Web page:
A few other important contemporary native artists get some play on the museum's third floor. There's a picture of Luna's 1987 "Artifact Piece," a performance in which the Luiseno artist presented his own body in a museum display case, as though his Indianness automatically transformed him into an object of essentially anthropological interest. Another photo shows the "megaphone" project of Anishinabe artist Rebecca Belmore, in which she installed a massive bullhorn in Canada's capital and invited her fellow native peoples to step up and give voice to their concerns. But both of these important artists are introduced to visitors only as illustrations of vexed moments in native politics. Neither has works in the museum's collection.

The museum's few works of current Native American art on view simply as art, rather than as historical illustration -- these include the three "landmark objects" commissioned for this week's opening -- are so tame they barely register as contemporary at all.

The museum has commissioned a totem pole carved this year by Nathan, Stephen and Dorica Jackson, of Alaska's Tlingit people, meant to be a purist's revival of the kind of carving practiced by these artists' ancestors. It is a lovely thing, with all the virtues of the ancient objects it derives from. But it doesn't engage the contemporary world, or the wider world of contemporary art, in any substantial way.

Another landmark object, commissioned as a gift to the museum from the Canadian government, is by Vancouver artist Susan Point. She's a major figure in West Coast native art who has revived Coast Salish styles, which used to be overshadowed by the work of groups based farther north. Her sculpture at NMAI is a head-high disk of red cedar, carved and painted to illustrate a coastal myth about the origins of salmon. There would never have been an object like this in an ancient Salish village, but it brings together motifs, techniques and styles that come out of that past. Point starts from traditional forms but develops and expands them so they can function in a free-standing, European-style work of art. In this piece, Point updates tradition, working as a living proponent of it. But she doesn't push beyond tradition to question the premises it's built on, or to engage the other contemporary art that's made around the world today, as some of her most daring colleagues have.

A third major commission, by Roxanne Swentzell of the Santa Clara Pueblo in New Mexico, doesn't channel ancient native forms as directly. Her project, paid for by the museum, consists of a series of large, whimsical figures cast in high relief in bronze and applied to the curving outside wall of the museum's theater. They evoke the lightly stylized, art deco figuration that you see in projects that were commissioned by the Works Progress Administration as decoration for Depression-era public buildings. The whole package reads as an uncomplicated, unquestioned marriage of outdated European style and nostalgic Indian motifs. The two traditions don't strike sparks off each other; they damp each other down.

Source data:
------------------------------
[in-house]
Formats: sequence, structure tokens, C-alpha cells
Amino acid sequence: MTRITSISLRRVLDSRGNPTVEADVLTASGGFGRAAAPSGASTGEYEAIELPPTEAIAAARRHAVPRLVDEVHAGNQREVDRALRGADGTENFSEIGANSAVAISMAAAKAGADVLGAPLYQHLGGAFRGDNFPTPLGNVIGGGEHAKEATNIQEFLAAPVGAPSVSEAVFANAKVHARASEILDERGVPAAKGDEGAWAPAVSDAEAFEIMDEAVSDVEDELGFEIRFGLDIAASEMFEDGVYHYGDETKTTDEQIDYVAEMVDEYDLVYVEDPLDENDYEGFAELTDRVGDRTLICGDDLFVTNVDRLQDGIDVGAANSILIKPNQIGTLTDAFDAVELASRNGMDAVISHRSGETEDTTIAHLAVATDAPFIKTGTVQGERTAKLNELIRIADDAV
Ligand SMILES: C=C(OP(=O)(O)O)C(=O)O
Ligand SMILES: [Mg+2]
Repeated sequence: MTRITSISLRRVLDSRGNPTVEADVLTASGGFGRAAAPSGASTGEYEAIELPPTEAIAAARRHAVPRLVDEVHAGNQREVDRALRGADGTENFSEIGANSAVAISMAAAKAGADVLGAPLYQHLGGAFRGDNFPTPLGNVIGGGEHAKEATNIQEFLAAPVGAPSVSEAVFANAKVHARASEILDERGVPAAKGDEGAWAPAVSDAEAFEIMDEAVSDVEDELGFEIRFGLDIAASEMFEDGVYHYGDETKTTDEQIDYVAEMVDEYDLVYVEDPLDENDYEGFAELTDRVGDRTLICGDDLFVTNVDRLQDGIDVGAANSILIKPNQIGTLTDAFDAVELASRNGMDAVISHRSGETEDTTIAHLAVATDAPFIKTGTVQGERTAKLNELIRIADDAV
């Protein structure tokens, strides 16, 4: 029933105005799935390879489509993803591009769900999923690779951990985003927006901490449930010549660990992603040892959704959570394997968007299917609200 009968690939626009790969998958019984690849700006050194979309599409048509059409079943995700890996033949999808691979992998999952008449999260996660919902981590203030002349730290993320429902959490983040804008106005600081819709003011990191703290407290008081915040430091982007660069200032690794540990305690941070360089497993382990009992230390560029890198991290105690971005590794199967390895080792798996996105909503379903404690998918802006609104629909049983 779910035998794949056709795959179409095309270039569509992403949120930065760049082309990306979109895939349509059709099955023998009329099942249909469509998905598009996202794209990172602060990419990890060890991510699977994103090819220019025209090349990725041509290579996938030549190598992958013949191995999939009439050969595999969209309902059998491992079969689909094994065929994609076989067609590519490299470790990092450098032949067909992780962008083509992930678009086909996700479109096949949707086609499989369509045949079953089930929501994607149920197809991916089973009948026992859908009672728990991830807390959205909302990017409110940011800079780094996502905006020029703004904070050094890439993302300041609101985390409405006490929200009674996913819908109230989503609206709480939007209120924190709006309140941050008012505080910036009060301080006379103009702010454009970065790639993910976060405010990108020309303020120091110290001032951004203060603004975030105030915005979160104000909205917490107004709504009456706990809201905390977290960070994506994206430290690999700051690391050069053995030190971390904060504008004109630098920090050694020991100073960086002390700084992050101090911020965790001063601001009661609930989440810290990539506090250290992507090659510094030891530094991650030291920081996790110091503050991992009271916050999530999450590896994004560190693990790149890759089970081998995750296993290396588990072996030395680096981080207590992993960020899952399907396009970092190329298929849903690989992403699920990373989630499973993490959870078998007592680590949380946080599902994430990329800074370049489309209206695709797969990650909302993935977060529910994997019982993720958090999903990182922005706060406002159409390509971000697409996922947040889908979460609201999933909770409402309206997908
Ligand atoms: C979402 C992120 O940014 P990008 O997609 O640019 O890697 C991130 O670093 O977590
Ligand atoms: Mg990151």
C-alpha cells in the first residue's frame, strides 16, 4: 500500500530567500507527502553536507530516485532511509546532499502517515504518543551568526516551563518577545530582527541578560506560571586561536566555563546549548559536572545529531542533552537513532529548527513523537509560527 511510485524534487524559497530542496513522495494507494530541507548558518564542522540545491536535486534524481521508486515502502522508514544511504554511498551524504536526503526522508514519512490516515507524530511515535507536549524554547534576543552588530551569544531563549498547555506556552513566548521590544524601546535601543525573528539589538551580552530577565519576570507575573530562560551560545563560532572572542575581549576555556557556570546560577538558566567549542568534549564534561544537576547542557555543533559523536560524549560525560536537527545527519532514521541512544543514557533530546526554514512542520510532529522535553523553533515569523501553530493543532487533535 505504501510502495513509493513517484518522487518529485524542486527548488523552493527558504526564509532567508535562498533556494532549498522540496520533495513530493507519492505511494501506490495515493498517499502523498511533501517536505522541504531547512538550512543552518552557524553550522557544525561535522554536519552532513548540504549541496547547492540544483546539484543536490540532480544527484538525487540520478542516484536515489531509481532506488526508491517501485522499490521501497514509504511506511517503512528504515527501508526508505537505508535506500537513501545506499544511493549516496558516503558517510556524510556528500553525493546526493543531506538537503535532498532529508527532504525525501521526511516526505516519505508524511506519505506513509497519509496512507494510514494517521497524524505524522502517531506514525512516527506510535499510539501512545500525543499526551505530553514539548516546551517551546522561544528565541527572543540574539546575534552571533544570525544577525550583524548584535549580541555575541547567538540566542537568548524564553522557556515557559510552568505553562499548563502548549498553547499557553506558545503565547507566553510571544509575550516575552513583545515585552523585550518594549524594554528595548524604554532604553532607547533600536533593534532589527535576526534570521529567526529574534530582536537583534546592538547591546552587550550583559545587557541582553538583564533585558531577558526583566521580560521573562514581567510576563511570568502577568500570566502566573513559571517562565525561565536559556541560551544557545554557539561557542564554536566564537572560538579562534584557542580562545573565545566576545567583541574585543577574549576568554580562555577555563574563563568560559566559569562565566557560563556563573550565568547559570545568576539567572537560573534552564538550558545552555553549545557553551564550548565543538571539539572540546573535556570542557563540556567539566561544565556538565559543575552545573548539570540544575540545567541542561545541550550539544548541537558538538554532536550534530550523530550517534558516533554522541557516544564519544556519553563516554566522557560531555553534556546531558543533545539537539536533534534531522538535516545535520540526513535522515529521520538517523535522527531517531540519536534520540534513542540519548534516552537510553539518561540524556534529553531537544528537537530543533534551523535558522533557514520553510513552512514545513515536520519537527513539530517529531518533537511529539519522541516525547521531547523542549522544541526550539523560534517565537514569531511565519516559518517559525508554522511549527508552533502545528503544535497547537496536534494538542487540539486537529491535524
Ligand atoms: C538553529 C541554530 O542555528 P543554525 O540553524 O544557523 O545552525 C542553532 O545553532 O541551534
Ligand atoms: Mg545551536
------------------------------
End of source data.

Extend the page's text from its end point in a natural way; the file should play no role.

If cutting-edge Native American art has such a high profile in the wider world, why is it so barely present in the Smithsonian's new showcase for Indian culture? According to Gerald McMaster, a prominent Plains Cree artist, scholar and curator responsible for the content of NMAI's exhibitions, there's a sense that Washington, and the Mall museum's imagined audience, aren't ready for the challenge of contemporary art. They need to be exposed to the "foundations" of native art, he said, before they can go on to its more current incarnations. Audiences in the capital need priming before they can confront works such as his own "What Becomes a Legend Most," a painting that parodies the cliched style of Santa Fe tourist art, showing a stereotypical Indian "brave" on horseback with the famous tag line from Blackglama furs inscribed nearby. (The museum doesn't own any McMasters.)

Even some of McMaster's peers and bosses don't seem ready for this kind of probing art. Not long ago, says McMaster, he tried to acquire one of Jungen's landmark early works. In an acclaimed show from 1999, the artist took classic Air Jordans, cut the shoes up and sewed them into imitations of the traditional red, black and white masks of British Columbia's coastal peoples -- groups to whom he has no ethnic links. Jungen cobbled white consumerism and Indian cliches together into an irresistible fetish object. McMaster says that when he brought one of these rare pieces to the museum's acquisitions committee, members didn't seem to know of Jungen's growing reputation, and maybe didn't quite appreciate the critique in the piece. They turned the purchase down -- which means the museum will now have to wait for some millionaire collector to donate an early Jungen, since their prices have soared.

Jimmie Durham, the Cherokee artist and activist, has a telling quote: "As an authorized savage, it is my custom and my job to attack." But you won't find much of this savagery at Washington's National Museum of the American Indian.

Vancouver artist Susan Point's carved and painted disk of red cedar, commissioned for the opening, doesn't push beyond tradition.Roxanne Swentzell, at left in her New Mexico studio in 1999, also produced a commissioned work, but it doesn't have the radical bite of Mi'kmaq artist Gail Tremblay's "basket" woven out of discarded 16mm film.